Thursday, January 14, 2010

Why IEC 61850 will succeed

The industrial automation in manufacturing and petrochemical plants has fallen well short of the expectations of the 1980s and 1990s. The MAP project (1983-1990) for example has not been accepted and the many international field-busses have not helped to provide a few real internationally standardized solutions. The many field-busses are now the headaches of many engineers. Why could we expect that IEC 61850 will be a real international standard accepted and applied all over and for many decades?

The key is that the physical power system is easier to model than the collective industrial processes of the world. The basic topology of the current electrical power system is the same since the very first steps. It is likely that the electrical power system will be the same in many years down the street. Since its inception, the power industry has operated with clear demarcations between its generation, transmission, and distribution subsystems. All over we have physical measurements and processed information than can be used in all domains of the electrical system today and in the future, e.g., the electrical measurements like voltage or currents.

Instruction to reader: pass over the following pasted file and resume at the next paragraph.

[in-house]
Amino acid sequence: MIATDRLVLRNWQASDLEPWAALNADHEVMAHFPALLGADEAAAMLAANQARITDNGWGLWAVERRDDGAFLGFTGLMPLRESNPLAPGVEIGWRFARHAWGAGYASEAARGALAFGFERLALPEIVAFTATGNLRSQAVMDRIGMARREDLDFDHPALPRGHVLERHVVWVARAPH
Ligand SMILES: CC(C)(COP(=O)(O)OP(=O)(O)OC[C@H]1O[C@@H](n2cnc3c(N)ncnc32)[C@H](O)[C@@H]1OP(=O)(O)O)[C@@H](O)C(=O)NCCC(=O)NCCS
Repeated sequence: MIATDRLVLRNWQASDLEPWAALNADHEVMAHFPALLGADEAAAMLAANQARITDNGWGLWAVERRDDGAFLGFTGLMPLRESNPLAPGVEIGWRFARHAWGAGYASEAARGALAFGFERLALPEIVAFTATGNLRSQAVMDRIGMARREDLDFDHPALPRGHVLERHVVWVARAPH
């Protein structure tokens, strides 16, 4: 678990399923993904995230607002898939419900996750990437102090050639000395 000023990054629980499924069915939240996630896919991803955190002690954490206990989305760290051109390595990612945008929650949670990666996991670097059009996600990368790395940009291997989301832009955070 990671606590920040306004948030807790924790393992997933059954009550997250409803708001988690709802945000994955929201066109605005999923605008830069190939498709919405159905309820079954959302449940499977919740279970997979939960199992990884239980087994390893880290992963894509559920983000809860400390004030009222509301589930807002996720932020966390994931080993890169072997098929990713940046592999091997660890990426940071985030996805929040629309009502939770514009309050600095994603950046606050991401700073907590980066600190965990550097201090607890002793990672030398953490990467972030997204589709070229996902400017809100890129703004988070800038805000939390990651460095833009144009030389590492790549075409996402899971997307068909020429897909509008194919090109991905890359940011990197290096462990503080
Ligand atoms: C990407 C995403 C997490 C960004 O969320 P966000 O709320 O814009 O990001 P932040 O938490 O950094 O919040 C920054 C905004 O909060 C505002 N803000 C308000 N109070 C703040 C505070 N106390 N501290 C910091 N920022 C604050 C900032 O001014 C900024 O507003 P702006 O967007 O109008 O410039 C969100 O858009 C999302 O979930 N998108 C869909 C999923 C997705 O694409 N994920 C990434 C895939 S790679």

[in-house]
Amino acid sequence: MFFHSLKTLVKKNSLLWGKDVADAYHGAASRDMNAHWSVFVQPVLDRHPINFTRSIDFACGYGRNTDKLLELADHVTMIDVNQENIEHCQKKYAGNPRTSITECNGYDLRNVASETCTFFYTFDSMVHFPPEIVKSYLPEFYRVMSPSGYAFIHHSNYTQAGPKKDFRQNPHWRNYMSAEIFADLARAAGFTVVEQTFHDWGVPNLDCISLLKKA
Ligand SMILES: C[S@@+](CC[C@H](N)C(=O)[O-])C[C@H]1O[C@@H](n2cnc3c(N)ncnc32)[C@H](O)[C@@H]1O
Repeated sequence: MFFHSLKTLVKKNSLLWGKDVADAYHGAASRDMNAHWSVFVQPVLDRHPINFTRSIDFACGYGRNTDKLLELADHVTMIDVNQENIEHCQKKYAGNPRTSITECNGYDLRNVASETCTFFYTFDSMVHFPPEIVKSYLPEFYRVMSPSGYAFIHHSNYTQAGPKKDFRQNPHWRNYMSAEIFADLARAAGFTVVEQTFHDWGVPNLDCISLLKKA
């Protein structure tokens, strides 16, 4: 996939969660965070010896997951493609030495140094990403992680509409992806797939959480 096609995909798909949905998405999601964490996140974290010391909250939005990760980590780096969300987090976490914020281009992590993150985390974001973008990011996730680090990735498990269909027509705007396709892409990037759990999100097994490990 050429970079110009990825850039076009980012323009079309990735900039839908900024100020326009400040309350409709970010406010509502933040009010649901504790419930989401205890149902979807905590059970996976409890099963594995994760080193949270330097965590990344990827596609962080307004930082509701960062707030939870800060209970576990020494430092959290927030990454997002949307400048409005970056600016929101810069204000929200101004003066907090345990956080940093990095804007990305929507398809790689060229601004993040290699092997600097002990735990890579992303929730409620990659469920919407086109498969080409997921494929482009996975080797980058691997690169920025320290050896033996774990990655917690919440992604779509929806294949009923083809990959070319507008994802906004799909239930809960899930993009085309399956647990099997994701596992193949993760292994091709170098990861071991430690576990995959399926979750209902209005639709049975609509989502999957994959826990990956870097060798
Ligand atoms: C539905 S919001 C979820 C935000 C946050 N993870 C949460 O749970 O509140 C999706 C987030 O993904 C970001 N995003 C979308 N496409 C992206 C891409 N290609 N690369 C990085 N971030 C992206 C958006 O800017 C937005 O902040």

The basics of the physical part of the power system will stay the same. The number of energy resources will explode and the locations of the grid connections will be quite distributed. The number of loads in existing grids will more or less be the same. What will change is how to monitor and control the many new and existing connection points of power resources and loads. It is likely that for every connection point there will be a need for a smarter device that communicates with its environment.

IEC 61850 implementations have proven that all basic requirements for the information and communication system are met by the various information models, communication services, networks, and configuration language. Missing elements can and will be added while we go. There is - to my knowledge - no competing standard on the horizon.

The challenges in the future power system are the stability of the electrical system with the many connection points (power engineers) and the management of the sheer unlimited number of smart devices (ITC engineers). There is a crucial need: These people have to team-up with each other - led by power engineers. Power engineers know the difference between a power network and the communication network: in the communication network messages can be stored in queues for seconds or hours - in the power network the power is consumed at the very same moment when it is produced.

Keep the grass green, the sky blue, and the power flowing.

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